“Life is a dream for Octavio and Gilda. Residing on Brazil scenic waterfront coast, the rich-as-all-hell couple spends their non-work hours sipping fancy drinks, basking in the sun, and eating the finest of meats. The only problem? That’s human meat, pulled from the bodies of young, financially strapped victims that Gilda lures into their home. They’re part of a secret society of wealthy flesh-eaters, all of whom answer to a charismatic yet dangerous leader. And when Gilda starts getting cold feet about eating, well, cooked limbs, she and Octavio’s marriage, as well as their lives, are put in jeopardy.”
It seems as though Uncork’d Entertainment is upping their game as of late. The films the foreign acquisitions company — best known for low-budget independent fare — has been releasing this year are artful, intriguing, and well-made. First, there was Michael Matthews’ South African spaghetti Western, Five Fingers for Marseilles, and now we have Guto Parente’s Brazilian high society cannibal flick, Cannibal Club, which made its North American premiere at the Brooklyn Horror Film Festival.
Now, to be fair, Cannibal Club is in no way subtle. The rich eating the poor, literally? A portentous statement of “I’ll take this to my grave”? A character watching a nature documentary about lions with the line, “they send a warning: ‘keep out, or face an attack'”? It might all be too very much, were it not for the fact that this is a tightly-plotted, sumptuous feast for the eyes.
The story doesn’t delve into complicated subplots or make detours into the backstories as to why these characters do what they do. It’s all very up front and in the open; as the head of the Club states, they do this because they’re better. Even Octavio states at one point in regards to a plot to kill a club member that they’re not murderers, even though we see him attack his pool boy with an axe not five minutes into the film.
Cannibal Club is a movie with a simple job, which is to give us wealthy people being horrible, then getting their comeuppance. It does so admirably, with plenty of blood and sex — frequently together, resulting in a soundtrack of very squishy, sticky sounds which may very well cause those with misophonia to fly into a rage.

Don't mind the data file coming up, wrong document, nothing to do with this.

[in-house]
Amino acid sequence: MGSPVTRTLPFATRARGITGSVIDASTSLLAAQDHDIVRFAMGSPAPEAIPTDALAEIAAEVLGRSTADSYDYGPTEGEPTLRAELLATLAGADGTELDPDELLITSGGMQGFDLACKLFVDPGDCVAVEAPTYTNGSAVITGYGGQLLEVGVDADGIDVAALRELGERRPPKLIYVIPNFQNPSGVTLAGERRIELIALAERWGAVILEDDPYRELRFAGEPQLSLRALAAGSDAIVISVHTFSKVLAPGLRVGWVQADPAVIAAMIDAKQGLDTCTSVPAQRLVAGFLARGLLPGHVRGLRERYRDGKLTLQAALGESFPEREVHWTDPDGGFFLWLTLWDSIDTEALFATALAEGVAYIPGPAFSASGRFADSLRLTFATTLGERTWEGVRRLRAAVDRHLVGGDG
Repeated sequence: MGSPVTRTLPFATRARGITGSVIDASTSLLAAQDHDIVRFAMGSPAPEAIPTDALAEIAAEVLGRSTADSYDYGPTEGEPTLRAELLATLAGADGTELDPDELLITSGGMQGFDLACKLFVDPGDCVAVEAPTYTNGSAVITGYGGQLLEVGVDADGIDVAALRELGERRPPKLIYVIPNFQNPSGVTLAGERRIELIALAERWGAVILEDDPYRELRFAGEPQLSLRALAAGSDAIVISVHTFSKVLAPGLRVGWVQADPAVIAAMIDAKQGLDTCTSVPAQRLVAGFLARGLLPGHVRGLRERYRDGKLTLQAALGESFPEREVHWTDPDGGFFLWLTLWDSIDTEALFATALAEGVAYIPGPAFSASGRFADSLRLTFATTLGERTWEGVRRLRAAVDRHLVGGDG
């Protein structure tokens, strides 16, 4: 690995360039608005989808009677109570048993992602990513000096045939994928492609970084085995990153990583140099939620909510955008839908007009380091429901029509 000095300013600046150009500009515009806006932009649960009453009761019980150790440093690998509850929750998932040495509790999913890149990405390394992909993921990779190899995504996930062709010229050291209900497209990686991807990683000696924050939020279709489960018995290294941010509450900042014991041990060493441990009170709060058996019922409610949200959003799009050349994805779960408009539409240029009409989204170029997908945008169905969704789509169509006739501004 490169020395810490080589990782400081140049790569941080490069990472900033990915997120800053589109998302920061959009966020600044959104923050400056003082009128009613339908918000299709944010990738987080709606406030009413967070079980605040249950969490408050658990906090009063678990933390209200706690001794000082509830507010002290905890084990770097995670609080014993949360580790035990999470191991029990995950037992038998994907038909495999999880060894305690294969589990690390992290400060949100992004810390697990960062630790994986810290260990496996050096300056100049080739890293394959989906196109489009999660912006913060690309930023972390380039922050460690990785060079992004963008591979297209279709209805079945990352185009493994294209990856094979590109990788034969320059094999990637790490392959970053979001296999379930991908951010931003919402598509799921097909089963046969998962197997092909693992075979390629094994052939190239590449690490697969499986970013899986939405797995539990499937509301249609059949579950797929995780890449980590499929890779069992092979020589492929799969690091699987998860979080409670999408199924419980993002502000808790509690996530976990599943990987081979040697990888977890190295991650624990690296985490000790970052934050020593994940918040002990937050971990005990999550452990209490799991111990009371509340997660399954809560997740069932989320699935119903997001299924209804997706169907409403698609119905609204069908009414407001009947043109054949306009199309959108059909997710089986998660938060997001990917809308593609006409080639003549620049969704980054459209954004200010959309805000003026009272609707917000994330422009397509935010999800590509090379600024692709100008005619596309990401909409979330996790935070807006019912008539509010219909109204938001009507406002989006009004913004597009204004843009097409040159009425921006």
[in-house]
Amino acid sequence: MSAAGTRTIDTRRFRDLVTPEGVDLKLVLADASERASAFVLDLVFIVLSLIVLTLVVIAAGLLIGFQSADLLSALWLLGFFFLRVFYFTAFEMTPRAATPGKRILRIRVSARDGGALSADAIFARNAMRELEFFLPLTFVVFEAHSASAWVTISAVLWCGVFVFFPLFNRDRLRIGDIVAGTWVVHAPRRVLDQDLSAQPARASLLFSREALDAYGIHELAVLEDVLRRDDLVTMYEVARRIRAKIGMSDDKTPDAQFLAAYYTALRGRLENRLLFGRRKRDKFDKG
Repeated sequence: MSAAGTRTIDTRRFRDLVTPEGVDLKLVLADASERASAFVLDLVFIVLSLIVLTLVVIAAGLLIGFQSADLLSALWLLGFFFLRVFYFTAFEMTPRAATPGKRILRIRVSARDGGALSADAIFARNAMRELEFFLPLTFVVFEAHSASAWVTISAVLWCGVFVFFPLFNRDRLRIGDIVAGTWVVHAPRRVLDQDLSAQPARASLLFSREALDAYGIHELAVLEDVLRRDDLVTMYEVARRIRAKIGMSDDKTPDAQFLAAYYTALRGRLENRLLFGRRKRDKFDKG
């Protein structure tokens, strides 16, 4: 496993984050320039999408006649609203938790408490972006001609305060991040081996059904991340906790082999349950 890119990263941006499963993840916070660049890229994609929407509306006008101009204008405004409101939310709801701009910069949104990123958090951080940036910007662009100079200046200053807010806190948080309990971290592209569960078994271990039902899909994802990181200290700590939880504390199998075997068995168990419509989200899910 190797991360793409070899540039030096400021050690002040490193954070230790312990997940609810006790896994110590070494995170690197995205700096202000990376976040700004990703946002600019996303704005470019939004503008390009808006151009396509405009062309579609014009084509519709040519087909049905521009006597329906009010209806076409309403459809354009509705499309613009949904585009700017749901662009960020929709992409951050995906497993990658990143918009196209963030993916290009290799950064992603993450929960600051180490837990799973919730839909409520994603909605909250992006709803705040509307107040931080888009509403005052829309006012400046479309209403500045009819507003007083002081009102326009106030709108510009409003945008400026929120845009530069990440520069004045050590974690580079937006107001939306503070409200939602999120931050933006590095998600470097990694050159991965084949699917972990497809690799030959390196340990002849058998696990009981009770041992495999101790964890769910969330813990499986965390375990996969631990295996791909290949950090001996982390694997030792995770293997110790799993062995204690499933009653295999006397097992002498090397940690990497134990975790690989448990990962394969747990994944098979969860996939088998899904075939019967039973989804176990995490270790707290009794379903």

Fernando Catatau’s score works in an intriguing place where synth meets surf, resulting in an exotica that takes equally from nasty ’80s movies and ’60s tropicália. It really centers Cannibal Club‘s sense of place, as well as letting you know right from the beginning what to expect. When you hear noir-ish guitar over the sight of a beautiful woman exchanging sideways glances with the pool boy, there’s a certain series of events you expect to occur next.
This isn’t to say that Cannibal Club is predictable. It has some twists and turns which are unexpected, and a home invasion late in the film is one of the most taut scenes I’ve viewed in ages. The use of mirrors, darkness, and ambient sound renders it an edge-of-the-seat experience, and the payoff is excellent.
The performances from Tavinho Teixeira as Octavio, Ana Luiza Rios as Gilda, and Pedro Domingues as Club head Borges are all stellar, with moments from the couple alternating between carefully guarded and touchingly close. Domingues is chilling as a powerful man with a secret. The majority of the rest of the cast is fine, but they’re essentially there as window dressing for the three main leads, and don’t detract at all.
Cannibal Club is gorgeous, nasty, and fun and I kind of can’t wait to take another look at it. Watching it alone in my office was enjoyable, but I definitely need some friends to get grossed out with me.
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